Larger Kitchen Islands

Larger kitchen islands are as hard-working as they are high-functioning.
Spacious Modern Kitchen With Large Breakfast Bar

Spacious Modern Kitchen With Large Breakfast Bar

This midcentury modern kitchen designed by Pat Ives, CKD is a cook's dream. The large eat-in space includes a Wolf microwave drawer, a large prep sink and two remote-controlled appliance garages.

Is your kitchen big enough to accommodate a large kitchen island? In general, the larger the kitchen island, the more space you'll have for storage, eating and food prep. Keep in mind, though, that an island doesn't have to be big to be useful.

Mission Makeover: DIY Kitchen Island

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Before: Boring Old Console Table

It took less than 30 minutes of perusing craigslist.com to come across a well-made console table that was looking for a new home. (Cost: $75)

From: HGTV Magazine and HGTV Magazine

Photo By: Photography by Philip Friedman

After: Presto Chango!

With its long, slim top and lower shelf, the table could quickly be turned into a kitchen workstation — one that wouldn't take up much space. This makeover didn't require major construction skills, just some savvy shopping for a new surface for the top, hardware, casters and paint. (Cost: $265) See how they did it with this step-by-step guide.

Photo By: Photography by Philip Friedman, Created by: Anthony Santelli

Kitchen Tabletop

To make it a functional food prep space, it needed a new top. This one had 1/2 inch-thick polyethylene (a common material for cutting boards) cut to the dimensions of the console's top ($66 for a 48-inch-by-16-inch) piece, cuttingboardcompany.com). You can also try butcher block, granite or marble, but they cost more.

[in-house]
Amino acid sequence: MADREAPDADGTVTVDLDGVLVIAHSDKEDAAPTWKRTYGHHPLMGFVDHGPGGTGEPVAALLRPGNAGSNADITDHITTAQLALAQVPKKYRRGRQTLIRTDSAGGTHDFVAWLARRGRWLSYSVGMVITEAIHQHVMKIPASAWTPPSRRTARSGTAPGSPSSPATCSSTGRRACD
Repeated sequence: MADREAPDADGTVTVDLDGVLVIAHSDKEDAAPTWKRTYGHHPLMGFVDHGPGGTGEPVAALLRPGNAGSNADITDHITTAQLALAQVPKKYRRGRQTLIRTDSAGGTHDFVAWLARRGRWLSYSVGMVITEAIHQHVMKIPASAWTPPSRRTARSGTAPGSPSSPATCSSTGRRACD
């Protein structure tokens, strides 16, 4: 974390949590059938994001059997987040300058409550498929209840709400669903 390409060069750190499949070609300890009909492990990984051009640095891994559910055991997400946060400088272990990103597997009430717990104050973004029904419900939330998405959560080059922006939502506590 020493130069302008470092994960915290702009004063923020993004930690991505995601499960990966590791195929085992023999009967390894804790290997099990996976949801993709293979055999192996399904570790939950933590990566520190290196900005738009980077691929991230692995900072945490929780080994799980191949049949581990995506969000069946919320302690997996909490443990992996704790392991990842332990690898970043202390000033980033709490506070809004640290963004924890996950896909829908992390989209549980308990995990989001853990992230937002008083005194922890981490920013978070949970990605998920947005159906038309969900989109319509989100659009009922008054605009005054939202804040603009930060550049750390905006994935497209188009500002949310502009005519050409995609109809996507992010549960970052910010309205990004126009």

From: HGTV Magazine and HGTV Magazine

Photo By: Photography by Philip Friedman, Created by: Anthony Santelli

Color and Casters

The entire table was primed and then painted with a semigloss latex, which can be wiped down in case of food splatters. After it dried, casters were added to the bottom of each leg. (Paint Color: Edamame by HGTV HOME by Sherwin-Williams)

From: HGTV Magazine and HGTV Magazine

Photo By: Photography by Philip Friedman, Created by: Anthony Santelli

Easy Organization

On one end of the table, a wall pocket ($20, www.containerstore.com) was screwed into the apron of the table. The pocket is great for holding cookbooks, magazines or a cookbook stand.

Photo By: Photography by Philip Friedman, Created by: Anthony Santelli

Cushion With Cork

A cork shelf liner was cut to fit the interior of the drawer. This helps cushion knives, peelers and other utensils stashed in there.

From: HGTV Magazine and HGTV Magazine

Photo By: Photography by Philip Friedman, Created by: Anthony Santelli

Space-Saving Trick

A curtain rod was mounted using the hardware it comes with, between the legs at the table's end opposite the wall pocket. Then S-hooks were hung from the rod for utensils.

From: HGTV Magazine and HGTV Magazine

Photo By: Photography by Philip Friedman, Created by: Anthony Santelli

Installing larger kitchen islands, though, has its benefits. A large island with ample space for seating (6 or more chairs or stools), for example, can eliminate the need for a dining table entirely, whether the seating is counter-height, bar-height, or built-in, banquette-style.

Depending on their shape, large kitchen islands can also provide a variety of surfaces and functions. An L-shaped island could have appliances like a sink, dishwasher and microwave on the interior for an efficient work space, while drawers or cabinets on the exterior might house seasonal or less-frequently used cooking and baking supplies.

Varying the height of the island countertops to add different levels (like for a breakfast bar) is another way to maximize space while adding interest.


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